The British Royal Navy has ordered a probe after workers aboard a nuclear submarine used glue to fix broken bolts in a nuclear reactor chamber of the Trident nuclear-armed submarine.

The faulty repairs were discovered on HMS Vanguard's cooling pipes during a routine inspection. At least seven broken bolts were glued on instead of being repaired and replaced, per a statement by the UK's Ministry of Defence (MoD).

According to a report by The Independent, the bolts were crucial as they held insulation in place on the coolant pipes in the nuclear reactor.

The faults were discovered just as workers were setting it up to run at full power for the first time. The loose bolts could have caused the insulation to fall off, making the reactor less efficient.

"It's a disgrace. You can't cut corners with nuclear. Standards are standards. Nuclear standards are never compromised," wrote The Sun citing a source. The issue with the submarine has now been fixed.

Babcock, the defence contractor whose workers were responsible for the repairs, has come under fire for the botched work.

A spokesperson for the company said: "Any quality-related issue is a huge disappointment, but our own robust inspection processes discovered the issue. There was no safety or operational impact from the work."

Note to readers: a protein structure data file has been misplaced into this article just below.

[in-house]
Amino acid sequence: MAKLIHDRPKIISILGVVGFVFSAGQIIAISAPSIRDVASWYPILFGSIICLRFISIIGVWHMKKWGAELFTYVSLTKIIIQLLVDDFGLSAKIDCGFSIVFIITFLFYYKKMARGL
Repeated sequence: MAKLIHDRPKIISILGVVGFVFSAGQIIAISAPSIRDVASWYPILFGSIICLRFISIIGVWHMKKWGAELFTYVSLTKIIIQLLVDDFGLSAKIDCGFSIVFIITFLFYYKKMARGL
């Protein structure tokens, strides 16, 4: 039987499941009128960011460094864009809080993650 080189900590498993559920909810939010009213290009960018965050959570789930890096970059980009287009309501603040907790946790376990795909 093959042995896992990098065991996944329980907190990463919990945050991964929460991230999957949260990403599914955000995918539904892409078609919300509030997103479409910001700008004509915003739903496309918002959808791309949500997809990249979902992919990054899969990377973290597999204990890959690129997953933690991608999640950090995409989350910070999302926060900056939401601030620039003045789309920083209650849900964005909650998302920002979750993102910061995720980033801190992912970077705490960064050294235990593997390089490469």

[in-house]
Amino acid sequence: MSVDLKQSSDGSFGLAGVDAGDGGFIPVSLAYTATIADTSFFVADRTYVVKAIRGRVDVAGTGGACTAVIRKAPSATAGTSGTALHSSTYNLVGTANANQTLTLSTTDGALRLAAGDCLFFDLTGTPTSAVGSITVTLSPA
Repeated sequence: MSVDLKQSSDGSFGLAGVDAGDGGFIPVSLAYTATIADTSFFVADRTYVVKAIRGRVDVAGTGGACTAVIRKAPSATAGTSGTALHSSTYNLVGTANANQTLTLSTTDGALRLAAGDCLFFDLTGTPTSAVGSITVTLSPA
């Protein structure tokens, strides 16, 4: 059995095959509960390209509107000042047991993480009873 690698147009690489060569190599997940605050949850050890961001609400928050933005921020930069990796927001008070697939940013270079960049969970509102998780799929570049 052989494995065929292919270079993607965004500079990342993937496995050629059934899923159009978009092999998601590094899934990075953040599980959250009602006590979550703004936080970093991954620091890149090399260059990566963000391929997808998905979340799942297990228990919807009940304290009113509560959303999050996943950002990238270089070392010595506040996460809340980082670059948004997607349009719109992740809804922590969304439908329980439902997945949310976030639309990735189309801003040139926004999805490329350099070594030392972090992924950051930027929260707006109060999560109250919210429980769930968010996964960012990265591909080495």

HMS Vanguard is one of four nuclear submarines that patrol the UK's seas. These vessels ensure that Britain is ready to strike in the event of a nuclear attack.

These Vanguard-class submarines are around 491 feet long, or over twice the size of two Boeing 747s, and powered by steam. A nuclear reactor inside the underwater vessels boils sea water, the steam from which is then used to propel them.

The four submarines—HMS Vanguard, HMS Vengeance, HMS Victorious, and HMS Vigilant—are capable of carrying 16 Trident II D5 ballistic missiles, produced by the American arms manufacturer Lockheed Martin, each armed with up to eight nuclear warheads. As it stands, each submarine only carries three Trident missiles. The current fleet of submarines will come to the end of their working lives in the 2030s.

Trident Subamrines
The first Trident submarine, the HMS Vanguard sits in dock at Faslane Submarine base Jeff J Mitchell/Getty Images